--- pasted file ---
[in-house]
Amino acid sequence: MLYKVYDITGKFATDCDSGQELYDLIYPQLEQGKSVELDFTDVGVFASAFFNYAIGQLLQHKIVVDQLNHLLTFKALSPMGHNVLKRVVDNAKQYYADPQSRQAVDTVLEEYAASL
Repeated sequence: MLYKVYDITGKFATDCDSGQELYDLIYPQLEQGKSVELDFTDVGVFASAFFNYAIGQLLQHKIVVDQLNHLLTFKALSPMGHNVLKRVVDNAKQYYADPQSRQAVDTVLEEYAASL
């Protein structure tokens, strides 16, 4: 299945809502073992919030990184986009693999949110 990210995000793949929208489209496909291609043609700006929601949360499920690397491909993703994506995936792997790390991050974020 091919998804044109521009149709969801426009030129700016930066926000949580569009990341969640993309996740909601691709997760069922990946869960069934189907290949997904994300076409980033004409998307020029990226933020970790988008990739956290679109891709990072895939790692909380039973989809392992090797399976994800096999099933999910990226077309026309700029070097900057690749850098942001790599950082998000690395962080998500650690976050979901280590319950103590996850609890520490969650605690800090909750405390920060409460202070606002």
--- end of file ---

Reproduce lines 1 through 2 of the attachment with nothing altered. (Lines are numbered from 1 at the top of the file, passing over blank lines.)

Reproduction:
[in-house]
Amino acid sequence: MLYKVYDITGKFATDCDSGQELYDLIYPQLEQGKSVELDFTDVGVFASAFFNYAIGQLLQHKIVVDQLNHLLTFKALSPMGHNVLKRVVDNAKQYYADPQSRQAVDTVLEEYAASL